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Multidimensional Scaling, Hierarchical Cluster Analysis, Exploratory Factor Analysis; Item Response Theory, Differential Item Functioning, Multiple Linear Regression, Placement Testing, STEM Education, Gifted Education, Mathematics Education, Psychological Tests


Educational institutions, at all levels, must justify their use of placement testing and confront questions of their impact on students’ educational outcomes to assure all stakeholders that students are being enrolled in courses appropriate with their ability in order to maximize their chances of success (Linn, 1994; Mattern & Packman, 2009; McFate & Olmsted III, 1999; Norman, Medhanie, Harwell, Anderson, & Post, 2011; Wiggins, 1989). The aims of this research were to (1) provide evidence of Content Validity, (2) provide evidence of Construct Validity and Internal Consistency Reliability, (3) examine the item characteristics and potential bias of the items between males and females, and (4) provide evidence of Criterion-Related Validity by investigating the ability of the mathematics placement test scores to predict future performance in an initial mathematics course.

Students’ admissions portfolios and scores from the mathematics placement test were used to examine the aims of this research. Content Validity was evidenced through the use of a card-sorting task by internal and external subject matter experts. Results from Multidimensional Scaling and Hierarchical Cluster Analysis revealed a congruence of approximately 63 percent between the two group configurations. Next, an Exploratory Factor Analysis was used to investigate the underlying factor structure of the mathematics placement test. Findings indicated a three factor structure of PreCalculus, Geometry, and Algebra 1, with moderate correlations between factors.

Thirdly, an item analysis was conducted to explore the item parameters (i.e., item difficulty, and item discrimination) and to test for gender biases. Results from the item analysis suggested that the Algebra 1 and Geometry items were generally easy for the population of interest, while the PreCalculus items presented more of a challenge. Furthermore, the mathematics placement test was optimized by removing eleven items from the Algebra 1 factor and two items from the PreCalculus factor. All Internal Consistency Reliability estimates remained strong and ranged from .736 to .950.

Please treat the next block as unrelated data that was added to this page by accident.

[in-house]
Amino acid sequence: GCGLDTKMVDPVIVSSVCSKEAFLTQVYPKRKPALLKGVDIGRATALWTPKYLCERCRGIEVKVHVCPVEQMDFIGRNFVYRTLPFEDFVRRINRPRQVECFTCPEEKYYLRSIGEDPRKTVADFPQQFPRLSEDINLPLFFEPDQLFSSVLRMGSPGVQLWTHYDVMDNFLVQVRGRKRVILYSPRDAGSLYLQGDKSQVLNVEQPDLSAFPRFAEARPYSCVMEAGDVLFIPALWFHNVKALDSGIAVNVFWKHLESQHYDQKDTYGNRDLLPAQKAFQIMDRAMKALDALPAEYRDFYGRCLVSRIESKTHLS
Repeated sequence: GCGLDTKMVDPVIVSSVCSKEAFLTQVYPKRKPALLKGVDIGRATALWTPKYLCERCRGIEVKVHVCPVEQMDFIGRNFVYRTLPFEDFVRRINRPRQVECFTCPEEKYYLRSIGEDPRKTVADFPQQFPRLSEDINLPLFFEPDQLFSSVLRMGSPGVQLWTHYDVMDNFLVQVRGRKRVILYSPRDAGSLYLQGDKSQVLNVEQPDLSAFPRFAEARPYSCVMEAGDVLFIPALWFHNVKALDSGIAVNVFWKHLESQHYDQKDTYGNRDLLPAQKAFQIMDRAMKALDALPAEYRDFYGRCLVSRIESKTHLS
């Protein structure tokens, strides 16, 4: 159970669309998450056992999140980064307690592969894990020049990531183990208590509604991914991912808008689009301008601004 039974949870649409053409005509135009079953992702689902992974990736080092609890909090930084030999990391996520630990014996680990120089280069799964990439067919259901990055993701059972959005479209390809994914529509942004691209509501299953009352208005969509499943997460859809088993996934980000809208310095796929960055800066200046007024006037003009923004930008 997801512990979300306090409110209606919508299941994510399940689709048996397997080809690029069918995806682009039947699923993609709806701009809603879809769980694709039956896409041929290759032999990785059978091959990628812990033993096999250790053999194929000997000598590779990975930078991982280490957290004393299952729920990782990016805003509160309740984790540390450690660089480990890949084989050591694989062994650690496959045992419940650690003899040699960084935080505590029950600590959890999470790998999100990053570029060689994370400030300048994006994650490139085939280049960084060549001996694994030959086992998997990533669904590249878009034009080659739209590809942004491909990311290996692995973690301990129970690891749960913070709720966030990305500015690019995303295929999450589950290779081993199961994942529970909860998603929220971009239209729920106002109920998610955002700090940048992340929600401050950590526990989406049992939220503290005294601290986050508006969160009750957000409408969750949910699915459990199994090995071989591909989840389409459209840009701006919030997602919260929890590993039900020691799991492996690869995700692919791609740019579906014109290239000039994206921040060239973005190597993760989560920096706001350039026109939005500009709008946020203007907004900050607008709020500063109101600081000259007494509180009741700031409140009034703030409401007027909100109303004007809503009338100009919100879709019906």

Finally, Hierarchical Multiple Linear Regressions were used to examine the relationship between students’ total and factor scores from the mathematics placement test with students’ performance in their first semester mathematics course. Findings from the four Hierarchical Multiple Linear Regressions demonstrate that the total score students’ receive on the mathematics placement test predicts their achievement in their initial mathematics course, above and beyond the contributions of their demographic information and previous academic background. More specifically, the Algebra 1 Factor Score from the mathematics placement test was the strongest predictor of student success among the lower level mathematics courses (i.e., Mathematical Investigations I or II). Similarly, both the Algebra 1 and PreCalculus Factor Scores from the mathematics placement test were significant predictors of students’ grades in their first upper level mathematics course (i.e., Mathematical Investigations III or IV), providing evidence of Predictive Validity. The current mathematics placement test and procedures appear appropriate for the population of interest given the empirical evidence demonstrated in this research study regarding the psychometric properties of the exam.

The continued use of the revised mathematics placement test in the course placement decision-making process is advisable.



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